While the library has five people in collection development, “every person in every branch put labels on books.”

Rangeview Collection Development Manager Rachel Fewell said the library drew on Maricopa’s experience with vendors to create the WordThink Grid. “Probably 90 percent of our materials are cataloged and processed out of house.”

Baker & Taylor offers customer cataloging. “We communicate all the time,” she said, “but for the most part, that grid has been the best tool for them.”

The topic of Weddings, for example, goes into Relationships. Several subcategories within RELATION are subsumed in a second word, such as Abuse (child abuse, partner abuse, etc.), Family (siblings, adoption, etc.), and Sex.

“We didn’t know how long it was going to take,” Fewell reflected, noting that Rangeview was ordering WordThink for new libraries and Dewey for existing libraries.
 
"We continue to get feedback from the staff,” she said, noting that some categories have shrunken because they became too large. Meanwhile, the biography collection grew enormously, with many books pulled from history.

Fewell said she wanted to “dispel another myth: we’re not throwing the whole thing out.” Rangeview is still using a traditional MARC record.

“True crime: it’s a problem for us, too,” she acknowledged. But graphic novels “have been such a great project to work on,” since they’re now much easier to find.

How go get there
“I’ve been in technical services almost 30 years,” one audience member commented. “It’s refreshing. How do I get the other departments to buy in?”

Freas said it was important to have leadership from the top; her library board wanted to shake things up by hiring a new director Pam Sandlian Smith.

Shore noted that Perry, as a new library, recruited new staff and could ask them how they felt about the change. Some were on board, while others weren’t—so they didn’t get hired.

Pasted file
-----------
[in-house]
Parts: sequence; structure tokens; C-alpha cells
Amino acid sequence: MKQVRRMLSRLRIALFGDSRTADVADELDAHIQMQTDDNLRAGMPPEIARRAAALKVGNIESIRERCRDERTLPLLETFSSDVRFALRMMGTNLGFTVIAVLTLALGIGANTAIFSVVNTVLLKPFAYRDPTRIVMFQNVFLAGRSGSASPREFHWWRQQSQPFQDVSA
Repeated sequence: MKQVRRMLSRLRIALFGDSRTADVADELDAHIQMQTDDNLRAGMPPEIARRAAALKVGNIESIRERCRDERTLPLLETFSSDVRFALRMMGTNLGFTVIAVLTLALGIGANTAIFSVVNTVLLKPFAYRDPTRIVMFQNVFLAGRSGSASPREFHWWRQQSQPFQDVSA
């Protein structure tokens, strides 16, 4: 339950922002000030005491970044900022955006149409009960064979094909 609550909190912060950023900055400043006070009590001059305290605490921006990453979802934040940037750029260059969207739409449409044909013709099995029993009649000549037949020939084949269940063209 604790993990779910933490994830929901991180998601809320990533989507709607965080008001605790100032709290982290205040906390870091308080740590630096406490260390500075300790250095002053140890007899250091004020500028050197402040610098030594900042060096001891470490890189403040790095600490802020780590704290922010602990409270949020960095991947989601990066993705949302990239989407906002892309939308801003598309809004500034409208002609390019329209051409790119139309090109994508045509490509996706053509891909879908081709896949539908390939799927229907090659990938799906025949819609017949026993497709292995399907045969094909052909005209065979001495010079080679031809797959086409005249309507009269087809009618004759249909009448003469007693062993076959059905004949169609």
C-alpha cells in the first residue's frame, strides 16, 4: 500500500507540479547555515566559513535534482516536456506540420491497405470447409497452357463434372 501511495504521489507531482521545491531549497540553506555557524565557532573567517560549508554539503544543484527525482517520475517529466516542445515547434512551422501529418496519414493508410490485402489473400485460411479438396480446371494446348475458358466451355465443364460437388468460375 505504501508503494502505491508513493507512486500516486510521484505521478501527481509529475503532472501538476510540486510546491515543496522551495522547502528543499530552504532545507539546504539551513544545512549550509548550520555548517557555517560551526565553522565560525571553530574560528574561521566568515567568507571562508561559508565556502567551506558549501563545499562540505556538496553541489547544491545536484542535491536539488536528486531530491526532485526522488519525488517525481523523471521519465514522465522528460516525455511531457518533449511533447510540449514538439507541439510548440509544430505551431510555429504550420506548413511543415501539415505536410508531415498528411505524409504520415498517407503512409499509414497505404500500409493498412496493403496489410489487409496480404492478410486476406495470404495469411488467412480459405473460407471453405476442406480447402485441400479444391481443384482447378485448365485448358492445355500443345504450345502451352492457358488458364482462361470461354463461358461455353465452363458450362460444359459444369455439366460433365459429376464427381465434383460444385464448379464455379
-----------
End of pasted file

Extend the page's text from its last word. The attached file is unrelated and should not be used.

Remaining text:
Success and challenges
At Rangeview, circulation of biographies has doubled in most locations. Teen nonfiction has tripled. Also booming is test preparation. “People weren’t finding that stuff in Dewey,” Fewell said. (They’ve also done a lot of weeding.)

“I came in as a pretty big skeptic, I find this exciting,” one audience member commented, before asking whether the switch could work for collections like local history and musical scores.

“We have a popular browsing collection,” Fewell said, with no extensive historical or government documents. The process would have to be modified for a more technical collection.

“We thought it would work only in a small library,” said Shore, who then referenced a Portland institution: “Have any of you been to a place called Powell’s [bookstore]?”

He said he’s even been talking with an academic library interested in moving to a word schematic.

Could dropping Dewey for only some branches work with a floating collection?

No, said Shore. “That was one reason Maricopa was not doing floating collections.”
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Click here for more PLA 2010 Conference News coverage from the editors of Library Journal and School Library Journal.